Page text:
On January 9 the American Fork City Council appointed Clark Taylor to fill the vacancy Brad Frost left on the council when he was sworn in as mayor the previous week, after winning in the November election. Frost was two years into his second term on the council, so the appointment is for the remaining two years of that four-year term.
Utah law provides for the council to fill such a vacancy. The City announced the vacancy in December, took applications until January 5, then heard from each applicant in the January 9 meeting, before choosing Taylor unanimously on the first ballot.
The other applicants were:
- Jeff Shorter, who lost in the November general election, running as a one-term incumbent;
- Kyle Barratt, who lost in the November general election;
- George Brown, who served on the council several terms ago and has since run unsuccessfully for mayor;
- Ernie John, who lost in the 2017 primary;
- Bruce Frandsen
- Amber Marstella
- Charelle Lyon
If you’d like to examine the applications, they’re publicly available and pages 4-29 of this PDF file, which includes the meeting agenda and the council members’ packet of information for the meeting. They include written responses to several questions. To see the candidates’ statements to the council in their meeting, a long and avoidable discussion of the voting process, and the vote itself, turn to the City’s YouTube channel for video of the meeting. (The agenda, which is at the beginning of the packet at the previous link, will help you navigate the video.)
I don’t know how much back-channel discussion went on among council members in the days prior to the vote, or what additional contact any of them might have had with applicants or with Mayor Frost. (There’s no reason for it not to have occurred, but anything involving at least three of them at a time would have to have been noticed in advance and treated as a public meeting.) I didn’t speak about the process or the vote on the record with any of the council; nor did I speak with the candidates themselves. Nor, for that matter, am I acquainted with all of them. However, I thought the result was predictable.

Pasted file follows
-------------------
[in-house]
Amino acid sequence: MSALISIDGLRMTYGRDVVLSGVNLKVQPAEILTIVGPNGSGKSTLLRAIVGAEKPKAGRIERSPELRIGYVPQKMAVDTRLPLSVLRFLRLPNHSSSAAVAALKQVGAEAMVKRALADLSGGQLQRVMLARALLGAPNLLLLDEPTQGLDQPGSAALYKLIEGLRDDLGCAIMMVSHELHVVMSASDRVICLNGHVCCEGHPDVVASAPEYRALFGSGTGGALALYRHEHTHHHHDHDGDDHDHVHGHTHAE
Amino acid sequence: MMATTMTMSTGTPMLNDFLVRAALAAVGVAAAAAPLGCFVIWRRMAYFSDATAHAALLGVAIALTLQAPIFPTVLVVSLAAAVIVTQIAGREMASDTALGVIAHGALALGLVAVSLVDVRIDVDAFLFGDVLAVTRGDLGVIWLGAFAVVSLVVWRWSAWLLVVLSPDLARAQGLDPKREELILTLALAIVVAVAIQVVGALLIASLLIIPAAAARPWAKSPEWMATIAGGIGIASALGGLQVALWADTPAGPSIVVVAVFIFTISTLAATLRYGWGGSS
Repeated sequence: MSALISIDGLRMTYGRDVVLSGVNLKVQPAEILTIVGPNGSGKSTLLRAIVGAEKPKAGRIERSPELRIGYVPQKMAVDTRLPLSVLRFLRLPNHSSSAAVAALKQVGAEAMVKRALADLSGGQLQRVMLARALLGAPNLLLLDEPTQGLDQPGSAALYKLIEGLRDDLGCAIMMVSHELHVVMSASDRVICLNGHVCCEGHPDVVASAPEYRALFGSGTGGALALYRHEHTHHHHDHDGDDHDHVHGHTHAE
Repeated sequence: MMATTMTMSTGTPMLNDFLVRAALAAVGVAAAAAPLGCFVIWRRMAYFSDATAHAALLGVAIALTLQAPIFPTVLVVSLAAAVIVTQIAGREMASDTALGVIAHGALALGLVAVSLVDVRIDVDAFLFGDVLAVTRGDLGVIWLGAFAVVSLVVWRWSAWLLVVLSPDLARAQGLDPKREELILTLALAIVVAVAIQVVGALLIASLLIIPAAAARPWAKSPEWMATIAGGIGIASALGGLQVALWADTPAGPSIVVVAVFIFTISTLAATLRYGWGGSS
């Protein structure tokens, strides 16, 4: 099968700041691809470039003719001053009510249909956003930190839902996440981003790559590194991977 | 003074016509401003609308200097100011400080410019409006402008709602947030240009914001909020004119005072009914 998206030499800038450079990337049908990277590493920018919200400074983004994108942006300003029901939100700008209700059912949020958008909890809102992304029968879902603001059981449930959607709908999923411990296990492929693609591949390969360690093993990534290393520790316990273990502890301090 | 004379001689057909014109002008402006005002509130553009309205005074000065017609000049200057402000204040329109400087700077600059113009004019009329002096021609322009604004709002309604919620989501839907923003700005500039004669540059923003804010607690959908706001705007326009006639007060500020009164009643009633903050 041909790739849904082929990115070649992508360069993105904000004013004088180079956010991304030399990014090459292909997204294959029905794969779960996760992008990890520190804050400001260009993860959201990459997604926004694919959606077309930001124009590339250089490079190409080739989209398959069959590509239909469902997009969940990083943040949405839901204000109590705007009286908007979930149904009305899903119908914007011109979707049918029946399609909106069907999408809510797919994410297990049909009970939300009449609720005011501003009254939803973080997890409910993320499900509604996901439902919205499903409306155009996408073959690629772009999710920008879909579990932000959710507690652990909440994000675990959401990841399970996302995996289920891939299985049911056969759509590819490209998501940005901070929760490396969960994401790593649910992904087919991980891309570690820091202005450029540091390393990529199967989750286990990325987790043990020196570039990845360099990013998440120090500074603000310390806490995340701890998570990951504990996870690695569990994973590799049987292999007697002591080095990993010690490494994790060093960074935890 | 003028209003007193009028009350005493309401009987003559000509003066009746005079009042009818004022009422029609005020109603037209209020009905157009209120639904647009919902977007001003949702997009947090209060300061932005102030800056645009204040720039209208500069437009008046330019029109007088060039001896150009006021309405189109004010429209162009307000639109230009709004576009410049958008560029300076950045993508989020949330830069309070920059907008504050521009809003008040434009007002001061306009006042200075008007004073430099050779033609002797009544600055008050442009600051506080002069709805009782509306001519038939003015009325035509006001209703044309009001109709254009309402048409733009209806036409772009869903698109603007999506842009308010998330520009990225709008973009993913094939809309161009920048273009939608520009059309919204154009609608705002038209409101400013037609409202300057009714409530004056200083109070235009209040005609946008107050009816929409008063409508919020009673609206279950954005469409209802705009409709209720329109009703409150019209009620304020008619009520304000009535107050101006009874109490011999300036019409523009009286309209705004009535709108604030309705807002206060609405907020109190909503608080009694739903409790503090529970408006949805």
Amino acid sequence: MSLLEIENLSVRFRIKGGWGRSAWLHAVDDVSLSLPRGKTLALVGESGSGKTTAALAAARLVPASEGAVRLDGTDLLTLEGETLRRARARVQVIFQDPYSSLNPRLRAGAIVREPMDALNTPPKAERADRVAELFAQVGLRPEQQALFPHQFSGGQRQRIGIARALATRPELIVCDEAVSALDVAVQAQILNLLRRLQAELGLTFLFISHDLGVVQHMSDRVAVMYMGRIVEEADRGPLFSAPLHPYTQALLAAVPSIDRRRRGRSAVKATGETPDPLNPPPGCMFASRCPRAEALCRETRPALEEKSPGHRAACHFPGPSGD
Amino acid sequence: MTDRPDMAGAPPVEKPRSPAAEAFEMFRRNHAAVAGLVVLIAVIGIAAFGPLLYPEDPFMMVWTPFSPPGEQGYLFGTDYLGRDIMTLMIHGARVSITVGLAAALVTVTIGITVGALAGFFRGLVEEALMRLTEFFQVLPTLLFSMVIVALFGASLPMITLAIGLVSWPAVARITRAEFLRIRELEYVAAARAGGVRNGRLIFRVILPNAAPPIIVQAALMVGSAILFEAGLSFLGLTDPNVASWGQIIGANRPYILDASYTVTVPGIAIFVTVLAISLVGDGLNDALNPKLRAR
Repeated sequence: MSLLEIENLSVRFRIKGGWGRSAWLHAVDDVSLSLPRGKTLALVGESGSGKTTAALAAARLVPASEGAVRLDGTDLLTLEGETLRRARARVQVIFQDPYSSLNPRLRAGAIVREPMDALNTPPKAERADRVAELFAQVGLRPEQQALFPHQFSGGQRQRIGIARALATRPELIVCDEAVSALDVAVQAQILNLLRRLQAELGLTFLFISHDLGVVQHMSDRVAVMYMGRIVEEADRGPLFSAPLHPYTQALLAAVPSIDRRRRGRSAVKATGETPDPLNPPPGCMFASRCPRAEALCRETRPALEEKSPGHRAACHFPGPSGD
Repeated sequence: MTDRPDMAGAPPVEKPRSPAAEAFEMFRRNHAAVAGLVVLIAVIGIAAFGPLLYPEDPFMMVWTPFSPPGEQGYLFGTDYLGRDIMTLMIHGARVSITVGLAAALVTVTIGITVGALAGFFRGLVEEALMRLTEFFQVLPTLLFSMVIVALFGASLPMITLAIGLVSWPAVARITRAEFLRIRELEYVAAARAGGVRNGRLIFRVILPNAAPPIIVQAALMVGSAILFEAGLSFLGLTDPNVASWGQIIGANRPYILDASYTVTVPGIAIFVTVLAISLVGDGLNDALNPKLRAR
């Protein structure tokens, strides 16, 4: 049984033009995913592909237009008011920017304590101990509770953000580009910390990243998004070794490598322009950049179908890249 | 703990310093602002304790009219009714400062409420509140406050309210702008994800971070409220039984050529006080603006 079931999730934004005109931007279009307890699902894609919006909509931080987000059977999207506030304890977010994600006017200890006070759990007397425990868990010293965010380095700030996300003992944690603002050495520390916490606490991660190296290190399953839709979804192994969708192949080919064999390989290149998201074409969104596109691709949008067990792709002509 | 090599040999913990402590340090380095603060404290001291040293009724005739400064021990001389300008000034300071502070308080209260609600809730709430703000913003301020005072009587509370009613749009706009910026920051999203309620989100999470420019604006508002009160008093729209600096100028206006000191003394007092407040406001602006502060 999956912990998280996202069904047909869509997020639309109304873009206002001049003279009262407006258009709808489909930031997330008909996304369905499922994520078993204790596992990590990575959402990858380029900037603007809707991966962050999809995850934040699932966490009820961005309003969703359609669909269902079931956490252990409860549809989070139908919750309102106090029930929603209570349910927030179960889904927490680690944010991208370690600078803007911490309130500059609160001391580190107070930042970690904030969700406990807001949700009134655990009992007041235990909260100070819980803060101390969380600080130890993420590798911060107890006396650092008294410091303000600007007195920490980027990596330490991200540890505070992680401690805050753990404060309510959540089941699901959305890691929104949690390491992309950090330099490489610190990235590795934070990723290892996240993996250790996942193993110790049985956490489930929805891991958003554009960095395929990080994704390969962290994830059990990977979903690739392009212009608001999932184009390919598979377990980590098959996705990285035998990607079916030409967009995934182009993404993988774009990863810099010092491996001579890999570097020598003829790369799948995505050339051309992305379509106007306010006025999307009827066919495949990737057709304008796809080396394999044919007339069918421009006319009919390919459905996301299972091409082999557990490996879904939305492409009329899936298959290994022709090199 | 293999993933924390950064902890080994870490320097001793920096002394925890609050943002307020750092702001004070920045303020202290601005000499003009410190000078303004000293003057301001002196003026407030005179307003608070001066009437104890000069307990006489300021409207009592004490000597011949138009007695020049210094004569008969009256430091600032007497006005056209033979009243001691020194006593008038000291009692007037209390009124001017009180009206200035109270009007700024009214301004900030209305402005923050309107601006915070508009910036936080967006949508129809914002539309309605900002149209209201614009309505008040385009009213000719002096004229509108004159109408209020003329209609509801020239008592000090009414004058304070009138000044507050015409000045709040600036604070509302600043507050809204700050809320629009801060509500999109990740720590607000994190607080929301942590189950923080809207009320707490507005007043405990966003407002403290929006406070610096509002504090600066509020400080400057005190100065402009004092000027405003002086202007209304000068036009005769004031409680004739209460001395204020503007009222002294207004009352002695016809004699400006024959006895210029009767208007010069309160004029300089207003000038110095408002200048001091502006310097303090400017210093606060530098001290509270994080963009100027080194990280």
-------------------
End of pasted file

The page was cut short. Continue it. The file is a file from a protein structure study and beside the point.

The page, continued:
Clark Taylor has served on the council twice before, as recently as two years ago, and is known to be a workhorse and to work well with others. His name has been tossed about in the past as a strong potential mayoral candidate. Such a congenial, energetic workhorse would have great appeal to the rest of the council and the mayor, coming in the wake of four years during which some members of the council were known to be less than energetic in accepting and fulfilling committee assignments.
So I thought the outcome was predictable, given that Taylor’s name was on the list. And the unanimous first ballot is noteworthy, but — at least for me — no surprise.
All of that said, there were other strong candidates in the field. The tougher the decision, the luckier we are.
So . . . thanks to all who applied, and congratulations to Councilman Taylor.